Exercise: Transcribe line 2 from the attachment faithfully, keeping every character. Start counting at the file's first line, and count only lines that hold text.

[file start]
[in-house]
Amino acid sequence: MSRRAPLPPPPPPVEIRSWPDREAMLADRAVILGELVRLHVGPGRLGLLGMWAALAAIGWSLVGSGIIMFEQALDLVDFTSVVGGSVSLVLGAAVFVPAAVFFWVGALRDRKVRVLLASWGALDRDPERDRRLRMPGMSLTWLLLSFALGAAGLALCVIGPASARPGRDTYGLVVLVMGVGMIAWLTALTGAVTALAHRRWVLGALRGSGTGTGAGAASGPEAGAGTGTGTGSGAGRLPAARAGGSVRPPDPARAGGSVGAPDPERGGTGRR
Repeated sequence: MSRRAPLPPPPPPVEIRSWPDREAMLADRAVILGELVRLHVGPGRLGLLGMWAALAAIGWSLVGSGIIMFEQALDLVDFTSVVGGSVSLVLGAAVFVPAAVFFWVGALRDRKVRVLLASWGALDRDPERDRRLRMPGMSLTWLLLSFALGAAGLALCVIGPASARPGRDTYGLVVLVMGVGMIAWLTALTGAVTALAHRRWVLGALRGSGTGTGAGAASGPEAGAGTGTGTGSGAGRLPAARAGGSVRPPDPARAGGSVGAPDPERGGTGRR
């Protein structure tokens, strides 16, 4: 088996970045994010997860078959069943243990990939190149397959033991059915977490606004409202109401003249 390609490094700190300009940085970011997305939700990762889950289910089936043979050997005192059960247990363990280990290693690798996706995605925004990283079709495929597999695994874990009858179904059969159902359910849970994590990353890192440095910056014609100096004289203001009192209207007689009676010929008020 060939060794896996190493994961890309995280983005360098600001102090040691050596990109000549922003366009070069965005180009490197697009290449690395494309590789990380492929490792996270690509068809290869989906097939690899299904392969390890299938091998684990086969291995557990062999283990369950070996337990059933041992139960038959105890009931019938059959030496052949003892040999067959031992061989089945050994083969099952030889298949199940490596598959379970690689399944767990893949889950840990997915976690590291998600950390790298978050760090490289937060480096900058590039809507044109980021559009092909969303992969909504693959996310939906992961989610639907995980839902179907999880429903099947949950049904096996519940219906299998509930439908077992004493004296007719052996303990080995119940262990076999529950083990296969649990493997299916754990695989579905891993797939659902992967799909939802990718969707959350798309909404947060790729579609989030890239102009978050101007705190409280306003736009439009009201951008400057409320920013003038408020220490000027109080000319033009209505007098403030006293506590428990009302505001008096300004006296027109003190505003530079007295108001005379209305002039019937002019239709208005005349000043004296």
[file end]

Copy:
Amino acid sequence: MSRRAPLPPPPPPVEIRSWPDREAMLADRAVILGELVRLHVGPGRLGLLGMWAALAAIGWSLVGSGIIMFEQALDLVDFTSVVGGSVSLVLGAAVFVPAAVFFWVGALRDRKVRVLLASWGALDRDPERDRRLRMPGMSLTWLLLSFALGAAGLALCVIGPASARPGRDTYGLVVLVMGVGMIAWLTALTGAVTALAHRRWVLGALRGSGTGTGAGAASGPEAGAGTGTGTGSGAGRLPAARAGGSVRPPDPARAGGSVGAPDPERGGTGRR